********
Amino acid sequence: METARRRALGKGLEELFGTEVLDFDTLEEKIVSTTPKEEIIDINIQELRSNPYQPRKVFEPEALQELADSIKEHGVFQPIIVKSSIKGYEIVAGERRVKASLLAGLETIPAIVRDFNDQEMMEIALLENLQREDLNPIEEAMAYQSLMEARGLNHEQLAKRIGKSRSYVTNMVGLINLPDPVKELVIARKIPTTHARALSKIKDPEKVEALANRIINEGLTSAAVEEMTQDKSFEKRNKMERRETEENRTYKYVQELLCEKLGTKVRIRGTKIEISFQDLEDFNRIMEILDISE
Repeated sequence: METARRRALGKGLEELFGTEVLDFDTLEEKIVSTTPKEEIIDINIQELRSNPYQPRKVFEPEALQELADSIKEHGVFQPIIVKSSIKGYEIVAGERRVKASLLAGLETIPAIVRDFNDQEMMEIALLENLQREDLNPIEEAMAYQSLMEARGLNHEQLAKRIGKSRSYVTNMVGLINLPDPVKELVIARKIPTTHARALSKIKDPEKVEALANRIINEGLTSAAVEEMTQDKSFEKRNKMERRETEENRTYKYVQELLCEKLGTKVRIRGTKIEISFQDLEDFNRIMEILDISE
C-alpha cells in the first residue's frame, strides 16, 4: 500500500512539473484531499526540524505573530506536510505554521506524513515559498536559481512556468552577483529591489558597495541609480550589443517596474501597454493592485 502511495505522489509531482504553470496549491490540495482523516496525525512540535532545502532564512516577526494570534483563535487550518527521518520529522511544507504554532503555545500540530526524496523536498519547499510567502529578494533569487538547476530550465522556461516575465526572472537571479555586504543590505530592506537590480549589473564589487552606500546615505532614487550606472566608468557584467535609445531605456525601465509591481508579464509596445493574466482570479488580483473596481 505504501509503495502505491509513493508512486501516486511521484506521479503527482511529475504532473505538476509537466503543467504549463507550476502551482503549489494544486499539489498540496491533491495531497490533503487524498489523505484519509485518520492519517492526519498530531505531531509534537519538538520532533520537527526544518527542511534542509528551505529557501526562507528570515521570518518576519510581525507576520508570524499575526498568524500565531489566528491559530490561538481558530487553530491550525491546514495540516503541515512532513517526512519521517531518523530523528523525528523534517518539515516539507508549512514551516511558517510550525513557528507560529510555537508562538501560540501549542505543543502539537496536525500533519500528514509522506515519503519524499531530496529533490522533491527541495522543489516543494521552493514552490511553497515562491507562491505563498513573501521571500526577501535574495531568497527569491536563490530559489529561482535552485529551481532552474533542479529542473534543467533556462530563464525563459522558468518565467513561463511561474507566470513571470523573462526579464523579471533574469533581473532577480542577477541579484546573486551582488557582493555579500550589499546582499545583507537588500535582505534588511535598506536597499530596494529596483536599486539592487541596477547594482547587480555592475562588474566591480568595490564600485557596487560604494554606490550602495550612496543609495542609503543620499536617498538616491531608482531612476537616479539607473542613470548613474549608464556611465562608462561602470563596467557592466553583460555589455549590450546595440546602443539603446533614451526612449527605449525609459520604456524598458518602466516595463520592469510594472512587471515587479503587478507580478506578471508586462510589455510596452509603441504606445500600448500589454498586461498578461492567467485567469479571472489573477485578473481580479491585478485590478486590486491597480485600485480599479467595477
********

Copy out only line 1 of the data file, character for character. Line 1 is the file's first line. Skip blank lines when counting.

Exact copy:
Amino acid sequence: METARRRALGKGLEELFGTEVLDFDTLEEKIVSTTPKEEIIDINIQELRSNPYQPRKVFEPEALQELADSIKEHGVFQPIIVKSSIKGYEIVAGERRVKASLLAGLETIPAIVRDFNDQEMMEIALLENLQREDLNPIEEAMAYQSLMEARGLNHEQLAKRIGKSRSYVTNMVGLINLPDPVKELVIARKIPTTHARALSKIKDPEKVEALANRIINEGLTSAAVEEMTQDKSFEKRNKMERRETEENRTYKYVQELLCEKLGTKVRIRGTKIEISFQDLEDFNRIMEILDISE